Last week, Conservative politicians and members gathered in Birmingham for their first party conference of Liz Truss’s premiership. They watched as cabinet ministers and the prime minister set out their vision for the country in speeches and side events. It followed a tumultuous week in British politics where the chancellor’s announcement to cut the top rate of tax was followed by the pound plummeting and a U-turn from the government.
There were many protests throughout the conference both in and outside Birmingham’s International Convention Centre (ICC). But the spotlight was on Greenpeace when two members of staff, Rebecca Newsom and Ami McCarthy, stood up with a sign saying ‘Who voted for this?’ during the prime minister’s speech to protest Truss’s commitment to lift a ban on fracking.
The PM is U-turning on fracking, strong climate action, and world-leading environmental protections.
Who voted for this? pic.twitter.com/f2SSn7hBu3
— Greenpeace UK (@GreenpeaceUK) October 5, 2022
In the Guardian, Newsom and McCarthy wrote: “Greenpeace UK analysis has identified at least seven areas across environmental protection, climate action, workers’ rights and tackling inequality where policies either confirmed or being considered by Truss and her ministers are at odds with the 2019 Conservative manifesto.”
So, what did we learn about the government’s approach to human rights in the UK from the Conservative party conference?
Deportation flights to Rwanda
The government will push forward with plans to deport some asylum seekers to Rwanda by proposing new legislation to prevent the European Court of Human Rights from blocking deportations, after it ruled against a flight.
In her speech to the conference, Truss said: “Our brilliant new home secretary will be bringing forward legislation to make sure that no European judge can overrule us.” She added that the government would “expand the Rwanda scheme”.
Home secretary Suella Braverman said during an event that it was her “obsession” and her “dream” to see a flight take off to Rwanda, and that she wanted the UK to “ultimately” leave the ECHR, though this is not currently government policy. In her speech to the conference, she said she planned to stop small boat Channel crossings and ban migrants crossing the channel from claiming asylum. Refugee charities have said this breaches the Refugee Convention.
In his speech during Conservative party conference, chancellor Kwasi Kwarteng lambasted working people going on strike over job cuts, below-inflation wage proposals, working conditions and pensions. He said: “Pernicious strike action disrupts the lives of the British people and it slows down our economy. So, we will introduce important reforms to stop strike action from derailing our daily lives.”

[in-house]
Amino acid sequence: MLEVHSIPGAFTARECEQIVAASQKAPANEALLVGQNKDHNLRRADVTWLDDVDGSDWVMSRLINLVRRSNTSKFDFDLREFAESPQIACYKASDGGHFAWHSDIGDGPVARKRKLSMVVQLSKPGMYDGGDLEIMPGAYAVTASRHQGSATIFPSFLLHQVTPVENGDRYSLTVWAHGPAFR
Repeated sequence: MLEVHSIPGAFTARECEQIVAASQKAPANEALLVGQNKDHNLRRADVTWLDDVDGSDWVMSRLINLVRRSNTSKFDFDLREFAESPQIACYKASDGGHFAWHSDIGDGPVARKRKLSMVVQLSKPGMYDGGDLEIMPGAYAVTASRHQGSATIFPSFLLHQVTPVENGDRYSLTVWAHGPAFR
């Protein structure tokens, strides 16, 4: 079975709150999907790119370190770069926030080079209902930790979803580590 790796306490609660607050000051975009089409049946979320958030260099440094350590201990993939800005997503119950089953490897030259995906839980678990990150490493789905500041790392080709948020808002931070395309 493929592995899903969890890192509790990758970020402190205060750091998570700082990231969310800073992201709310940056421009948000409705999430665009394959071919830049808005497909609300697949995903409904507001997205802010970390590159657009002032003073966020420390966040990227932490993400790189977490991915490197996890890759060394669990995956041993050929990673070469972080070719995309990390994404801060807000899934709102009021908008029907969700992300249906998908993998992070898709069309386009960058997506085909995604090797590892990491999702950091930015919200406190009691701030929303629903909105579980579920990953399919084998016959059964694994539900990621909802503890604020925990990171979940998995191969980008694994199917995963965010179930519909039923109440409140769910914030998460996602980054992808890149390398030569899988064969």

The chancellor has previously announced plans to force unions to put every pay offer to members for a vote, which Mick Lynch, general secretary of the Rail, Maritime and Transport (RMT) union, called “anti-democratic”. In the UK, the right to strike is protected under Article 11 of the UK’s Human Rights Act (1998) – the right to freedom of assembly and association. Kwarteng, in his former role as business secretary, planned to legislate to allow agency workers to cover for workers on strike.
The prime minister appears to be on the same page as the chancellor. In her speech, she accused “militant unions” of being part of an “anti-growth coalition” in the country.
In response, Trades Union Congress general secretary Frances O’Grady told The Independent: “There’s only one anti-growth coalition in this country – and it’s the Conservatives and their ideological allies on Tufton Street,” referring to the street where several libertarian think tanks said to influence Truss’s thinking are housed.
Cuts to welfare?
The conference was dominated by a debate over welfare benefits, which were due to be raised in line with inflation in April. But Truss looks set to reverse the promise made by former prime minister Boris Johnson’s government.
Last month, the chancellor announced plans to cut corporation tax and national insurance in the government’s ‘mini-budget’ to the tune of £43bn, according to the Institute for Fiscal Studies. To combat the UK’s public debt from tax cuts, the government might instead choose to keep benefits, like Universal Credit, at their current level.
Liz Truss refused to rule the move out during the conference. Meanwhile, she committed to increasing defence spending to 3% of GDP by the end of the decade in her speech.
The UK is a signatory to the International Covenant on Economic and Social Rights, which states that countries should spend the “maximum available resources” to safeguard rights, such as the right to health, education and an adequate standard of living. Welfare cuts could amount to a violation of the covenant, especially during the current cost of living crisis when many are struggling to pay rising energy bills, food costs and rent.